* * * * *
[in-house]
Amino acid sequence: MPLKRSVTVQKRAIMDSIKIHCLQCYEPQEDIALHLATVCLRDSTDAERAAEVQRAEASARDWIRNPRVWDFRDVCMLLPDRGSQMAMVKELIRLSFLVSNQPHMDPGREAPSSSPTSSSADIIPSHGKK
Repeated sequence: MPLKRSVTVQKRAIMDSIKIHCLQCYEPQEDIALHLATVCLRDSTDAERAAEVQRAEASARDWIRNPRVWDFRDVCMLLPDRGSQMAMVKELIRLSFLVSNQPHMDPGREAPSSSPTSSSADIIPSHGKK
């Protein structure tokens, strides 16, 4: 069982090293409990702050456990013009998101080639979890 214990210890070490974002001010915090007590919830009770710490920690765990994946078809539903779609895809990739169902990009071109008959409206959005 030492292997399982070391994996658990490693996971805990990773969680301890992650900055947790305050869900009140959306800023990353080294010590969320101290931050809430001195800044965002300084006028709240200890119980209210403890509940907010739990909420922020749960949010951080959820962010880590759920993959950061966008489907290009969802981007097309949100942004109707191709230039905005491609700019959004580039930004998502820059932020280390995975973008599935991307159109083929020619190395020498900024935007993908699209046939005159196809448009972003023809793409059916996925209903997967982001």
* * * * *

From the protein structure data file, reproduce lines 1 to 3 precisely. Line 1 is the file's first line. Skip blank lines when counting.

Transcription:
[in-house]
Amino acid sequence: MPLKRSVTVQKRAIMDSIKIHCLQCYEPQEDIALHLATVCLRDSTDAERAAEVQRAEASARDWIRNPRVWDFRDVCMLLPDRGSQMAMVKELIRLSFLVSNQPHMDPGREAPSSSPTSSSADIIPSHGKK
Repeated sequence: MPLKRSVTVQKRAIMDSIKIHCLQCYEPQEDIALHLATVCLRDSTDAERAAEVQRAEASARDWIRNPRVWDFRDVCMLLPDRGSQMAMVKELIRLSFLVSNQPHMDPGREAPSSSPTSSSADIIPSHGKK